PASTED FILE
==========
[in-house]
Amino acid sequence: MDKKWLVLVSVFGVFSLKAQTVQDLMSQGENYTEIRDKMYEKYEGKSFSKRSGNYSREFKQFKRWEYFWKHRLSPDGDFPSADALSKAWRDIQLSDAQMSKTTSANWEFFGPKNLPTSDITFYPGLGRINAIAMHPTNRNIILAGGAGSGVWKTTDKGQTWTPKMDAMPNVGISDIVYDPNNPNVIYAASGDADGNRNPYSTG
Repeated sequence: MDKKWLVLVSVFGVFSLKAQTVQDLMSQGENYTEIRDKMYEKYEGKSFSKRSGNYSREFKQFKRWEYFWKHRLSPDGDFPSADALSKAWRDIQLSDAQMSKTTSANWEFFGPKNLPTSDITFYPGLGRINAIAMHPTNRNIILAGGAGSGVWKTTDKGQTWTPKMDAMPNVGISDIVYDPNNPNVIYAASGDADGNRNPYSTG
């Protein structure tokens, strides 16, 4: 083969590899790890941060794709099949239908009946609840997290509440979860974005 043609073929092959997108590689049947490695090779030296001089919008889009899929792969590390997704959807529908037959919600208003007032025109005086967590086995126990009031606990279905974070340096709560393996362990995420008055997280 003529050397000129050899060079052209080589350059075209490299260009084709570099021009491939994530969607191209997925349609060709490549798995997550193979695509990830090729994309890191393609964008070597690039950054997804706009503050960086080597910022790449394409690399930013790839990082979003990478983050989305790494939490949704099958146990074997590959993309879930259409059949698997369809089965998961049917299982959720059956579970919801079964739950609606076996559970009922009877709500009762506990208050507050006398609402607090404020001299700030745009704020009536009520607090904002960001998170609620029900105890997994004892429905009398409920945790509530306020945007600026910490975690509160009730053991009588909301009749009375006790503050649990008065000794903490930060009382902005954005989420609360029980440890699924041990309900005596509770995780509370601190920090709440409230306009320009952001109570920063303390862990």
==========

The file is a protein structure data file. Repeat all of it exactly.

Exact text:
[in-house]
Amino acid sequence: MDKKWLVLVSVFGVFSLKAQTVQDLMSQGENYTEIRDKMYEKYEGKSFSKRSGNYSREFKQFKRWEYFWKHRLSPDGDFPSADALSKAWRDIQLSDAQMSKTTSANWEFFGPKNLPTSDITFYPGLGRINAIAMHPTNRNIILAGGAGSGVWKTTDKGQTWTPKMDAMPNVGISDIVYDPNNPNVIYAASGDADGNRNPYSTG
Repeated sequence: MDKKWLVLVSVFGVFSLKAQTVQDLMSQGENYTEIRDKMYEKYEGKSFSKRSGNYSREFKQFKRWEYFWKHRLSPDGDFPSADALSKAWRDIQLSDAQMSKTTSANWEFFGPKNLPTSDITFYPGLGRINAIAMHPTNRNIILAGGAGSGVWKTTDKGQTWTPKMDAMPNVGISDIVYDPNNPNVIYAASGDADGNRNPYSTG
């Protein structure tokens, strides 16, 4: 083969590899790890941060794709099949239908009946609840997290509440979860974005 043609073929092959997108590689049947490695090779030296001089919008889009899929792969590390997704959807529908037959919600208003007032025109005086967590086995126990009031606990279905974070340096709560393996362990995420008055997280 003529050397000129050899060079052209080589350059075209490299260009084709570099021009491939994530969607191209997925349609060709490549798995997550193979695509990830090729994309890191393609964008070597690039950054997804706009503050960086080597910022790449394409690399930013790839990082979003990478983050989305790494939490949704099958146990074997590959993309879930259409059949698997369809089965998961049917299982959720059956579970919801079964739950609606076996559970009922009877709500009762506990208050507050006398609402607090404020001299700030745009704020009536009520607090904002960001998170609620029900105890997994004892429905009398409920945790509530306020945007600026910490975690509160009730053991009588909301009749009375006790503050649990008065000794903490930060009382902005954005989420609360029980440890699924041990309900005596509770995780509370601190920090709440409230306009320009952001109570920063303390862990």